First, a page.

How can construction tackle its mental health crisis?


WARNING: This article features issues pertaining to suicide, depression and poor states of mental health, which some readers may find distressing.

We have provided contact details for various support organisations at the bottom of this article.

The founder of a construction mental health charity has called on industry leadership to do more to fight the mental health ‘epidemic’.

Steve Kerslake, founder of Construction Sport, is campaigning for suicides to be reported under the Reporting of Injuries, Diseases and Dangerous Occurrences Regulations (RIDDOR) in order to address the industry’s suicide rate. 

Construction sees the highest number of suicides a year than any other sector, according to data from the Office of National Statistics (ONS). 

ONS data shows 1,433 skilled construction and building trades workers took their own lives between 2017-2021, 43.01 per cent more than the next highest industry, elementary administration and service occupations.

Kerslake experienced first-hand the monumental impact construction played on his and his colleagues’ mental health while working on Crossrail in 2016.

He said: “I was spending 72 hours a week at work doing 12-hour shifts six days a week and it was just burnout, burnout, burnout, every day.

I realised I just need to stretch my legs, so I put together a big walk and I got six of us on the job to walk from Reading to Shenfield across the whole of Crossrail.”

The 35-year-old realised, speaking to the other walkers, he was not the only one that needed an opportunity to step away from work and stretch his legs.

He founded Construction Sport in 2019 to provide sporting opportunities and downtime for construction workers. 

Studies have shown physical activity and exercise help significantly prevent or alleviate mental illness, including depressive symptoms and anxiety- or stress-related disease.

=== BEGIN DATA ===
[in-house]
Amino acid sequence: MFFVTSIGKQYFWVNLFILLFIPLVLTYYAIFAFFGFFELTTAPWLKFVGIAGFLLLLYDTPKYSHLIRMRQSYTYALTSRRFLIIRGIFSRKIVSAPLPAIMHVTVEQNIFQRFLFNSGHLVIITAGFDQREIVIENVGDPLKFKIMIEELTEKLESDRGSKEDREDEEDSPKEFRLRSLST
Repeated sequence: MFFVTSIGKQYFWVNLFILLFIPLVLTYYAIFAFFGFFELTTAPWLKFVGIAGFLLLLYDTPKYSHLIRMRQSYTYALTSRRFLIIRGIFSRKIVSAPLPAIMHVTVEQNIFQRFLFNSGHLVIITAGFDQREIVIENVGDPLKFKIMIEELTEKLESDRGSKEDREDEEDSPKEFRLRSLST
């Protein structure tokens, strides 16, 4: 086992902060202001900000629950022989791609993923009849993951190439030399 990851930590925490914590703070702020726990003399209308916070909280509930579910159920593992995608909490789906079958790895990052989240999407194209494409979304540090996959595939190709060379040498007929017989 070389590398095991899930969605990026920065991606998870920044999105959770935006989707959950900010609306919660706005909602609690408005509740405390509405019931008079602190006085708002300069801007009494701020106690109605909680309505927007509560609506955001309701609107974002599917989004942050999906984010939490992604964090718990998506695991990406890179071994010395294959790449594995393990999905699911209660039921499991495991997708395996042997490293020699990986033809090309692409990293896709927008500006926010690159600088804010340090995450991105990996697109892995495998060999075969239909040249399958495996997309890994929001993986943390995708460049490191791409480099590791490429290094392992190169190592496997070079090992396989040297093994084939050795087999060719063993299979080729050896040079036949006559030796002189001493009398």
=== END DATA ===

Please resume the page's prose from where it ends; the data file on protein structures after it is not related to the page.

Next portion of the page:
Kerslake believes community and creating a support network is what is needed to address mental health, especially for some men in the industry.

In 2022, the suicide rates for males were 16.4 deaths per 100,000. Kerslake, however, believes more suicides related to construction still go underreported.

Long hours, late payments, transient work, and pressures to deliver are some of the ways, Kerslake argued, that could impact mental health for construction workers.

Such pressures could be exacerbated by the current struggles of the sector, with construction remaining the worst-hit industry for insolvencies which increases work precarity.

Kerslake said: “Because workers are doing as much as they can to get paid, especially because of the cost-of-living, they’re missing out on a lot of support for their workforces.

“We need legislative change, I’m really pushing for suicide to be reported as a RIDDOR.

“To my mind, if we’re gonna get to the bottom of this, we need to understand: does construction play a part in people making the decision to end your life?”

Professor Sarah Waters, from the University of Leeds, published a report looking into 12 suicide cases and the affect workplaces had on them.

The report found that there appeared to be causal links between work and suicide.

Waters told SHP in 2021 that there is a “persistent misconception” regarding the relationship between work and suicide.

She argued the conditions that push someone to take their own life could persist because there is no obligation for an employer do address them.

Kerslake said: “There needs to be a framework created for people to work alongside and understand, so we can all sing off the same hymn sheet.

“We just need the leadership of this industry to realise they need to put ways in place to support their workers, because companies don’t know what to do at the moment and we’re getting so many companies coming to us all the time asking: ‘what can we do?’.

“Everyone’s literally taking a stab in the dark.” 

A Health & Safety Executive spokesperson said: “Suicide is not reportable to us under current regulations.

“A coroner can refer a case to HSE if they consider there is an ongoing risk to others”

Useful support contacts

Construction Sport offers advice on coping with mental health difficulties here.

If you are experiencing poor mental health, or need someone to talk to, you can also contact the Samaritans here. 

You can find more advice about mental health at Mind here. 

Rethink Mental Illness can help here.

The Sandy Health Centre offers an A-Z of mental health organisations here.

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